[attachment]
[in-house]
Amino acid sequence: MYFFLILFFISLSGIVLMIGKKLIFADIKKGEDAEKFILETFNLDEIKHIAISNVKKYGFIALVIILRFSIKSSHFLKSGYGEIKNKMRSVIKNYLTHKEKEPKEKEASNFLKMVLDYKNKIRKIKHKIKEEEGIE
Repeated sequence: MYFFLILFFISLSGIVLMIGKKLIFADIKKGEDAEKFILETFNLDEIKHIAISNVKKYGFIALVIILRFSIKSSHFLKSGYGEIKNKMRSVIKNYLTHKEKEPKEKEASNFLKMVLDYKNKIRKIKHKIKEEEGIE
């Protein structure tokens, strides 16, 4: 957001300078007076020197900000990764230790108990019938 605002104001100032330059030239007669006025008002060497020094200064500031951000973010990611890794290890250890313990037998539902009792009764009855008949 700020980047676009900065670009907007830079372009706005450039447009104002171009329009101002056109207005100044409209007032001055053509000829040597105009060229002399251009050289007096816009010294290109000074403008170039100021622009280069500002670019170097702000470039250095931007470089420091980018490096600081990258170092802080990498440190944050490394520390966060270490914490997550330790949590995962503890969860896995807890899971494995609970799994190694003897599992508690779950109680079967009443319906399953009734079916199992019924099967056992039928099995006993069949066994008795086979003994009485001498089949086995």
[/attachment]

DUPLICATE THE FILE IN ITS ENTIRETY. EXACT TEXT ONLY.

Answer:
[in-house]
Amino acid sequence: MYFFLILFFISLSGIVLMIGKKLIFADIKKGEDAEKFILETFNLDEIKHIAISNVKKYGFIALVIILRFSIKSSHFLKSGYGEIKNKMRSVIKNYLTHKEKEPKEKEASNFLKMVLDYKNKIRKIKHKIKEEEGIE
Repeated sequence: MYFFLILFFISLSGIVLMIGKKLIFADIKKGEDAEKFILETFNLDEIKHIAISNVKKYGFIALVIILRFSIKSSHFLKSGYGEIKNKMRSVIKNYLTHKEKEPKEKEASNFLKMVLDYKNKIRKIKHKIKEEEGIE
């Protein structure tokens, strides 16, 4: 957001300078007076020197900000990764230790108990019938 605002104001100032330059030239007669006025008002060497020094200064500031951000973010990611890794290890250890313990037998539902009792009764009855008949 700020980047676009900065670009907007830079372009706005450039447009104002171009329009101002056109207005100044409209007032001055053509000829040597105009060229002399251009050289007096816009010294290109000074403008170039100021622009280069500002670019170097702000470039250095931007470089420091980018490096600081990258170092802080990498440190944050490394520390966060270490914490997550330790949590995962503890969860896995807890899971494995609970799994190694003897599992508690779950109680079967009443319906399953009734079916199992019924099967056992039928099995006993069949066994008795086979003994009485001498089949086995």